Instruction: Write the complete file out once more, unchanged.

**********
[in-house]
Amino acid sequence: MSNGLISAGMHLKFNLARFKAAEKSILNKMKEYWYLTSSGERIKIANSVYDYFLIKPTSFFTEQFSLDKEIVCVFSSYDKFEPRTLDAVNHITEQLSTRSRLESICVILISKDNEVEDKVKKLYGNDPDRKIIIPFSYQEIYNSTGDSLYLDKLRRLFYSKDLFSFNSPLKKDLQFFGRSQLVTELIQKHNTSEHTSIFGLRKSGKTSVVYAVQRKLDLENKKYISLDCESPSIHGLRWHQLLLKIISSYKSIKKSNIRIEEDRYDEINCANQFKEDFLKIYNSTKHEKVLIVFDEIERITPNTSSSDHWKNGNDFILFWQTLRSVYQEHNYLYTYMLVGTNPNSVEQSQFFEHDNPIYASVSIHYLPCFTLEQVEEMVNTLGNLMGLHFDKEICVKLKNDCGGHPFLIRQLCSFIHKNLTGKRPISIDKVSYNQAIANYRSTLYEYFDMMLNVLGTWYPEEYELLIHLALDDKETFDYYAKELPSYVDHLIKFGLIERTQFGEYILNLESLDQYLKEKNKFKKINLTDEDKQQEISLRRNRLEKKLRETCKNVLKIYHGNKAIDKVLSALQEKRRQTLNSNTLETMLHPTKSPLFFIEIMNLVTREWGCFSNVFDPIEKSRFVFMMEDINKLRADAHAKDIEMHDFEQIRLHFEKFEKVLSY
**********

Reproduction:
[in-house]
Amino acid sequence: MSNGLISAGMHLKFNLARFKAAEKSILNKMKEYWYLTSSGERIKIANSVYDYFLIKPTSFFTEQFSLDKEIVCVFSSYDKFEPRTLDAVNHITEQLSTRSRLESICVILISKDNEVEDKVKKLYGNDPDRKIIIPFSYQEIYNSTGDSLYLDKLRRLFYSKDLFSFNSPLKKDLQFFGRSQLVTELIQKHNTSEHTSIFGLRKSGKTSVVYAVQRKLDLENKKYISLDCESPSIHGLRWHQLLLKIISSYKSIKKSNIRIEEDRYDEINCANQFKEDFLKIYNSTKHEKVLIVFDEIERITPNTSSSDHWKNGNDFILFWQTLRSVYQEHNYLYTYMLVGTNPNSVEQSQFFEHDNPIYASVSIHYLPCFTLEQVEEMVNTLGNLMGLHFDKEICVKLKNDCGGHPFLIRQLCSFIHKNLTGKRPISIDKVSYNQAIANYRSTLYEYFDMMLNVLGTWYPEEYELLIHLALDDKETFDYYAKELPSYVDHLIKFGLIERTQFGEYILNLESLDQYLKEKNKFKKINLTDEDKQQEISLRRNRLEKKLRETCKNVLKIYHGNKAIDKVLSALQEKRRQTLNSNTLETMLHPTKSPLFFIEIMNLVTREWGCFSNVFDPIEKSRFVFMMEDINKLRADAHAKDIEMHDFEQIRLHFEKFEKVLSY